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Posts tagged "family law"

Summer Is Coming....Have You And Your Ex Discussed Custody Plans?

Spring has sprung throughout the Philadelphia metro and school-age children throughout the area are counting down the days until summer break. When it comes to summer vacations, camps, family trips and general day-to-day activities, for many parents, summer presents both opportunities and challenges. If you're a divorced or separated parent who shares child custody with an ex, summer is likely an especially hectic time.

Family law: Social media clauses in prenups, custody agreements

It seems that social media has taken over how people live their lives and conduct business. Social media sites have wonderful benefits, allowing people to keep in touch with others despite distance and years. However, they have a downside as well; it is almost impossible to limit who sees information posted on social media. Even if a user has tight security settings, his or her connections may not keep pictures and other information private. As a result, many people in Pennsylvania are turning to social media clauses in legal arrangements related to family law.

Getting divorced? Learn why mediation might be the answer.

Like numerous other aspects of the American legal system, divorce is an adversarial process. When faced with the prospect of divorce, many people think of drawn out child custody battles, unending disputes over marital property and assets, and the heavy emotional burden that comes with ending a marriage.

Why You Should Choose Collaborative Law For Your Divorce

The traditional legal system is designed to be adversarial - there are two sides fighting against each other, trying to "win." While this system may work for many legal issues, it is often not effective when used for family law disputes such as divorce or child custody. Rather than there being a clear "winner" and "loser" both sides often walk away feeling as if they lost.

Wife files for divorce, cites husbands prison term

There are as many reasons why people divorce as why people decide to marry. However, sometimes the reasons cited for divorcing a spouse can play a major role in everything that has to be dealt with afterwards, such as alimony and child support. Pennsylvania couples divorcing may want to follow the story of how a divorce involving one spouse's criminal record is playing out.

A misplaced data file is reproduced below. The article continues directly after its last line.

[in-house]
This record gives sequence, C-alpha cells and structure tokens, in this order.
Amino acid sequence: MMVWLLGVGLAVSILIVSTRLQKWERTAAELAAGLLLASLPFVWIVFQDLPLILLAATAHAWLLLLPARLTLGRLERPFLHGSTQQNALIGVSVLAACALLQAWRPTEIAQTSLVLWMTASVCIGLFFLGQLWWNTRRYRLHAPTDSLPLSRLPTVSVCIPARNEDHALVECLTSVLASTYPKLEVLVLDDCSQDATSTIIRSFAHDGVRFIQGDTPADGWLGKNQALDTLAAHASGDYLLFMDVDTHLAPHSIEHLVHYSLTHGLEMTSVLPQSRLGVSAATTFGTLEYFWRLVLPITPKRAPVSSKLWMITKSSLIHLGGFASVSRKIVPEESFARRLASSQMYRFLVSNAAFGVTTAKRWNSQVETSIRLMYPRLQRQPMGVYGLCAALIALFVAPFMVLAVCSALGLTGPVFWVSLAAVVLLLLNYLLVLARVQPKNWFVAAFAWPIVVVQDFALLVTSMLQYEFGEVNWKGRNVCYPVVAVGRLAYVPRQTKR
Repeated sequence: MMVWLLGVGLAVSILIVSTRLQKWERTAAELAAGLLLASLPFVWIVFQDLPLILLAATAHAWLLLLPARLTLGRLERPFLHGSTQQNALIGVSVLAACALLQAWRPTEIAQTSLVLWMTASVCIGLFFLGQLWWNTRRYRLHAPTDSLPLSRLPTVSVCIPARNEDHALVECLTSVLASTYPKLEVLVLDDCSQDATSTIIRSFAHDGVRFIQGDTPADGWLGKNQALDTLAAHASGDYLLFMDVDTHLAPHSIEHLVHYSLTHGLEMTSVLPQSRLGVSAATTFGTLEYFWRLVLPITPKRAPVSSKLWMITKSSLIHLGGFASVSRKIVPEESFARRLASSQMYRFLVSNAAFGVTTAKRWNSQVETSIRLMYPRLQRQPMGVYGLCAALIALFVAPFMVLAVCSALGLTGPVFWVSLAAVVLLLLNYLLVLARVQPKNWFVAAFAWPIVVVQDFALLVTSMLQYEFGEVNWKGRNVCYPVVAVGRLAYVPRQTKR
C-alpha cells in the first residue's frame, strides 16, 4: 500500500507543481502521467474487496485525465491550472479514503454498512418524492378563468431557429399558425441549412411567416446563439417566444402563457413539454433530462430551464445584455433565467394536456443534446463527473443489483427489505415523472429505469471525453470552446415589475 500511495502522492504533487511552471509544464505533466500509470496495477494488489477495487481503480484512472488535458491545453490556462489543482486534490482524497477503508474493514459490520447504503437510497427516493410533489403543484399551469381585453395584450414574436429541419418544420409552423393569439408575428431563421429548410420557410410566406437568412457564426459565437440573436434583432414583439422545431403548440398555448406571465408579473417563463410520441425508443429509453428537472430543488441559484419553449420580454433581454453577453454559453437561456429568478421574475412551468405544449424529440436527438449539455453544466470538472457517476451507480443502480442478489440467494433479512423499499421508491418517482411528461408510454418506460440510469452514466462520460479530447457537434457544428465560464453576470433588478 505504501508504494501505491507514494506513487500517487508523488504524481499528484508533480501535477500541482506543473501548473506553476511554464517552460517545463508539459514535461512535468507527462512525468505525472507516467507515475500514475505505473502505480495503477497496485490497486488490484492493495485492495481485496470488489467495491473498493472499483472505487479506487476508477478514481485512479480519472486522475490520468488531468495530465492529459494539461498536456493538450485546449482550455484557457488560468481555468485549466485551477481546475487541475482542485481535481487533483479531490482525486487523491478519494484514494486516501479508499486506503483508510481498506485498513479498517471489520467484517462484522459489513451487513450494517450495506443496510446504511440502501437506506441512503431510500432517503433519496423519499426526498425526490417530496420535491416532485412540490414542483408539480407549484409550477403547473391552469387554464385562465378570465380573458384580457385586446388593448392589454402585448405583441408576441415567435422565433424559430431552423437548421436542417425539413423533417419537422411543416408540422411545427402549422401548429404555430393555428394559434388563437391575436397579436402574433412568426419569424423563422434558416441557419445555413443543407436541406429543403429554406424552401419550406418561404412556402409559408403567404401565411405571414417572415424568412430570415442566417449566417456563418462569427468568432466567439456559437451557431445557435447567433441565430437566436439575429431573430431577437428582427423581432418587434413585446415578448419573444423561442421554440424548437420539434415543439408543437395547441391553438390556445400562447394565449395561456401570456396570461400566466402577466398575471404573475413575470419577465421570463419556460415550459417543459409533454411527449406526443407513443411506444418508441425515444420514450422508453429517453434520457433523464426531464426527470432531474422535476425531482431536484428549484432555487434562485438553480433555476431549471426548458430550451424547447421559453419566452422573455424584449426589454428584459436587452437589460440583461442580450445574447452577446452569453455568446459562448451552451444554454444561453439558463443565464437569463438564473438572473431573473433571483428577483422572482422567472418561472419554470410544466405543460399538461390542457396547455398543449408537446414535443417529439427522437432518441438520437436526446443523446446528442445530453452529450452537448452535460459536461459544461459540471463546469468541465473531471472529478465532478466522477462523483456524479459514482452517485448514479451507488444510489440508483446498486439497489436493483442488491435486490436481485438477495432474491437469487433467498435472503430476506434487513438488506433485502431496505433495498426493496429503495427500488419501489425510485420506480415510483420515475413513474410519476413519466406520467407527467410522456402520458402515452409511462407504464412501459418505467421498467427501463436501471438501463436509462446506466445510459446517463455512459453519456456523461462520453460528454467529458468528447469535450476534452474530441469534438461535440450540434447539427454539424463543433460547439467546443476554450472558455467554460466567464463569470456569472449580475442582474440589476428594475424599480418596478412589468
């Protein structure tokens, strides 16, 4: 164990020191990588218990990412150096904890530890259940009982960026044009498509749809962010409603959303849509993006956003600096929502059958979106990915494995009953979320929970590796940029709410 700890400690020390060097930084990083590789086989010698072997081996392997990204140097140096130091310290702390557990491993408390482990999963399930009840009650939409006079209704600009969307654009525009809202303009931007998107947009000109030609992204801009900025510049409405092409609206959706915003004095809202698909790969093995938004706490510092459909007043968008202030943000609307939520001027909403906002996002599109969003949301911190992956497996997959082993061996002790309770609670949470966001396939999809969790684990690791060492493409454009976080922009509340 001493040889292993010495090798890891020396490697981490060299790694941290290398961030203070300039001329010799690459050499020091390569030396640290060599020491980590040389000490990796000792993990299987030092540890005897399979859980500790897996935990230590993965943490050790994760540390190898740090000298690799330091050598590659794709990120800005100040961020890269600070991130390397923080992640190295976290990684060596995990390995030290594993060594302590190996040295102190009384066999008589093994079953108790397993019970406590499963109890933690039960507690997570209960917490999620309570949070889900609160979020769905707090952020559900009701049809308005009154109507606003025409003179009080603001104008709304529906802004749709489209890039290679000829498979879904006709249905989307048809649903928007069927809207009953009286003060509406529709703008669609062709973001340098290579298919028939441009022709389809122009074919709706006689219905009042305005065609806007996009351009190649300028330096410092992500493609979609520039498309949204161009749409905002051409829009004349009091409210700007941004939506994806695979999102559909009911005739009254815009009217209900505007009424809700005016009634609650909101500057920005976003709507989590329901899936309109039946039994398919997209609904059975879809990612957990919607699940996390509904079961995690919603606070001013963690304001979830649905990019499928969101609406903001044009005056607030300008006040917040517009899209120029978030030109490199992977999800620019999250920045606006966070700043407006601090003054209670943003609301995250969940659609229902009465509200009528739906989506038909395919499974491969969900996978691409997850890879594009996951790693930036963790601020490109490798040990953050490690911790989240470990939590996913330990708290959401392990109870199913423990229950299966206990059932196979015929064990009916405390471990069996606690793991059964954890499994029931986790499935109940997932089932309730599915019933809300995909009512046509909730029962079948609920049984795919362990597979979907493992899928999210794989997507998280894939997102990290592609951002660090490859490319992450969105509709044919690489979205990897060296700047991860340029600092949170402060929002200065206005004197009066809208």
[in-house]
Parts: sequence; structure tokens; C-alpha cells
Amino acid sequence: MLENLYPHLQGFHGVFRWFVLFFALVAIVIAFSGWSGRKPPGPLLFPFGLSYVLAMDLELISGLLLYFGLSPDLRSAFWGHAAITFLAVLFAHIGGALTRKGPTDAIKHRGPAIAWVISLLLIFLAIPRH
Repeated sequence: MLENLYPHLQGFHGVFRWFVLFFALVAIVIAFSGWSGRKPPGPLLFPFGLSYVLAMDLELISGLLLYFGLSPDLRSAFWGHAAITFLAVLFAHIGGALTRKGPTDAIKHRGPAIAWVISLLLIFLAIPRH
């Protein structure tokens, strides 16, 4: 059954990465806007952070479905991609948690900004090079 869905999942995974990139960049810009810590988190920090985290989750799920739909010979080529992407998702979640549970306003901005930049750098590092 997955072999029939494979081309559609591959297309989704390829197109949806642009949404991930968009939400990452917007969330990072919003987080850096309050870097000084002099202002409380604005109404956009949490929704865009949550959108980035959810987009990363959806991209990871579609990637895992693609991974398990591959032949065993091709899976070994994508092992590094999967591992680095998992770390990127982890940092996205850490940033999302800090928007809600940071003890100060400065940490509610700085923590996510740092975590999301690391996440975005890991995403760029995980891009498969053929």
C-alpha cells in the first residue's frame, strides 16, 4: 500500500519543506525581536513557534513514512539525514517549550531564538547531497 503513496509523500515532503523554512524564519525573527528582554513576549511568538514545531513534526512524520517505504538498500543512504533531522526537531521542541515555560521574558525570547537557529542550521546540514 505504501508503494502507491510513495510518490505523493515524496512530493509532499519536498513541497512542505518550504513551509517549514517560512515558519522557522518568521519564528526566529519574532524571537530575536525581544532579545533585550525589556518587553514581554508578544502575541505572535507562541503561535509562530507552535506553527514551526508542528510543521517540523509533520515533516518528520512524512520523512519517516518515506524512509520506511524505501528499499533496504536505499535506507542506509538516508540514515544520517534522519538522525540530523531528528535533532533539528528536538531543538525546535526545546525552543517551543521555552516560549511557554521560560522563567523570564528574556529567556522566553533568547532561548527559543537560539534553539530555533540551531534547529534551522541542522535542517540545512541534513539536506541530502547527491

Pennsylvania parent goes to extremes due to child support warrant

There are times when child support payments become a difficult financial strain on a parent for a number of reasons. Luckily, for parents having trouble keeping up with payments, there are legal avenues designed to help. However, one Pennsylvania parent seems to have gone to extreme lengths to avoid facing authorities and dealing with child support issues.

Surprising request for alimony in celebrity divorce case

Oftentimes, when people think about alimony payments, they may think of one spouse being well-off or the breadwinner and the other spouse being in a significant amount of need. However, Pennsylvania couples going through a divorce may want to make note of a recent high-profile celebrity case that shows even in a case where it is perceived that both spouses are well-off, anyone may request alimony during a divorce. The case involves Demi Moore and her recent request to receive support payments from her soon-to-be ex-husband, Ashton Kutcher.

Judge's leeway helps to ease man's child support burden

When a man signs a birth certificate and claims a child as his own, he is legally vowing to take care of that child until he or she reaches adulthood. However, if it later becomes known that that man is not the father, it can seemingly be unfair to make him pay child support. Pennsylvania parents who take responsibility of a child and later find that child is not theirs may want to examine the child support case of a father in a neighboring state. A little creativity and legal leeway allowed a judge to stick to the confines of the law and yet set things for right for a father who found out he wasn't actually the biological father of a child.

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